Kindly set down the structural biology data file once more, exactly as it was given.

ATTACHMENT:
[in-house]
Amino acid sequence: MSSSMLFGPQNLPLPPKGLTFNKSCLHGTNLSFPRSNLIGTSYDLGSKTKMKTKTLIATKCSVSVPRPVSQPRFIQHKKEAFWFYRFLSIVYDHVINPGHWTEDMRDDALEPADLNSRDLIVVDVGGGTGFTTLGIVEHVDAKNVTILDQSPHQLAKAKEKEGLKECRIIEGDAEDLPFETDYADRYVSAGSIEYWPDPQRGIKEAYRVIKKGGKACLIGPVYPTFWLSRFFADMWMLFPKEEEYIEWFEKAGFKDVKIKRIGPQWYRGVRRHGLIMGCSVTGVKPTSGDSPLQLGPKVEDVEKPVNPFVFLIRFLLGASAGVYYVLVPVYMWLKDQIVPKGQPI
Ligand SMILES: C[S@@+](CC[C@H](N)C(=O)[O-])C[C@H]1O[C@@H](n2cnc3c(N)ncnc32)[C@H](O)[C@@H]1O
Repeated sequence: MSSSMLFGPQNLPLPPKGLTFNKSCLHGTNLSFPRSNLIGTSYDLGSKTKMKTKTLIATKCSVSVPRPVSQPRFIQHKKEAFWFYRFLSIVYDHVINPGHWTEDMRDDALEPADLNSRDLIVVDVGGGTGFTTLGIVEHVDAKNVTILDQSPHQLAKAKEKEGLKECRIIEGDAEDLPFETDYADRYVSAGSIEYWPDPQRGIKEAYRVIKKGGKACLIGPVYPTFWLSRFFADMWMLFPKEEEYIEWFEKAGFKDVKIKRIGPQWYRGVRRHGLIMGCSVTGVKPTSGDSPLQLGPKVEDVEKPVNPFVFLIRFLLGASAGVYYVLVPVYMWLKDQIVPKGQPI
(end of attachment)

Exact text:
[in-house]
Amino acid sequence: MSSSMLFGPQNLPLPPKGLTFNKSCLHGTNLSFPRSNLIGTSYDLGSKTKMKTKTLIATKCSVSVPRPVSQPRFIQHKKEAFWFYRFLSIVYDHVINPGHWTEDMRDDALEPADLNSRDLIVVDVGGGTGFTTLGIVEHVDAKNVTILDQSPHQLAKAKEKEGLKECRIIEGDAEDLPFETDYADRYVSAGSIEYWPDPQRGIKEAYRVIKKGGKACLIGPVYPTFWLSRFFADMWMLFPKEEEYIEWFEKAGFKDVKIKRIGPQWYRGVRRHGLIMGCSVTGVKPTSGDSPLQLGPKVEDVEKPVNPFVFLIRFLLGASAGVYYVLVPVYMWLKDQIVPKGQPI
Ligand SMILES: C[S@@+](CC[C@H](N)C(=O)[O-])C[C@H]1O[C@@H](n2cnc3c(N)ncnc32)[C@H](O)[C@@H]1O
Repeated sequence: MSSSMLFGPQNLPLPPKGLTFNKSCLHGTNLSFPRSNLIGTSYDLGSKTKMKTKTLIATKCSVSVPRPVSQPRFIQHKKEAFWFYRFLSIVYDHVINPGHWTEDMRDDALEPADLNSRDLIVVDVGGGTGFTTLGIVEHVDAKNVTILDQSPHQLAKAKEKEGLKECRIIEGDAEDLPFETDYADRYVSAGSIEYWPDPQRGIKEAYRVIKKGGKACLIGPVYPTFWLSRFFADMWMLFPKEEEYIEWFEKAGFKDVKIKRIGPQWYRGVRRHGLIMGCSVTGVKPTSGDSPLQLGPKVEDVEKPVNPFVFLIRFLLGASAGVYYVLVPVYMWLKDQIVPKGQPI